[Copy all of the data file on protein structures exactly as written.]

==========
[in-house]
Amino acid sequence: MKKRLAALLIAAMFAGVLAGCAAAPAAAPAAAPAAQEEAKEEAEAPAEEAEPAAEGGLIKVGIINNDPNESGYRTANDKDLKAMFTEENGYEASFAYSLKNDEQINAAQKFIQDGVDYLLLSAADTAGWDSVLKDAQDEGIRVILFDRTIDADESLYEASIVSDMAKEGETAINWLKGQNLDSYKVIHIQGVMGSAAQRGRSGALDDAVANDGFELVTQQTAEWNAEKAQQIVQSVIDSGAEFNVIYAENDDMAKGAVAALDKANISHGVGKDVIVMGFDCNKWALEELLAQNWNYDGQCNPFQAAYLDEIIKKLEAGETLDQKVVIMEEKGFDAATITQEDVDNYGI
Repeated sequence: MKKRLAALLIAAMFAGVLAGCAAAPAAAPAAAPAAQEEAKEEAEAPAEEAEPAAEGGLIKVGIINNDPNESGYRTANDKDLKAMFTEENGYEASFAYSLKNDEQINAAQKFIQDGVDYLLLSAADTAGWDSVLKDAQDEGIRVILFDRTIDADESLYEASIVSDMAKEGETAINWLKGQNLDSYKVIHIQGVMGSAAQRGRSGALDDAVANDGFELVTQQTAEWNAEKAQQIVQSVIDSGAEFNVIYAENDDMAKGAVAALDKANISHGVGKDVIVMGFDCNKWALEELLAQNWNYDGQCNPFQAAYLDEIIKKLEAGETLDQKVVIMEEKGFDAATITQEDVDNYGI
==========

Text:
[in-house]
Amino acid sequence: MKKRLAALLIAAMFAGVLAGCAAAPAAAPAAAPAAQEEAKEEAEAPAEEAEPAAEGGLIKVGIINNDPNESGYRTANDKDLKAMFTEENGYEASFAYSLKNDEQINAAQKFIQDGVDYLLLSAADTAGWDSVLKDAQDEGIRVILFDRTIDADESLYEASIVSDMAKEGETAINWLKGQNLDSYKVIHIQGVMGSAAQRGRSGALDDAVANDGFELVTQQTAEWNAEKAQQIVQSVIDSGAEFNVIYAENDDMAKGAVAALDKANISHGVGKDVIVMGFDCNKWALEELLAQNWNYDGQCNPFQAAYLDEIIKKLEAGETLDQKVVIMEEKGFDAATITQEDVDNYGI
Repeated sequence: MKKRLAALLIAAMFAGVLAGCAAAPAAAPAAAPAAQEEAKEEAEAPAEEAEPAAEGGLIKVGIINNDPNESGYRTANDKDLKAMFTEENGYEASFAYSLKNDEQINAAQKFIQDGVDYLLLSAADTAGWDSVLKDAQDEGIRVILFDRTIDADESLYEASIVSDMAKEGETAINWLKGQNLDSYKVIHIQGVMGSAAQRGRSGALDDAVANDGFELVTQQTAEWNAEKAQQIVQSVIDSGAEFNVIYAENDDMAKGAVAALDKANISHGVGKDVIVMGFDCNKWALEELLAQNWNYDGQCNPFQAAYLDEIIKKLEAGETLDQKVVIMEEKGFDAATITQEDVDNYGI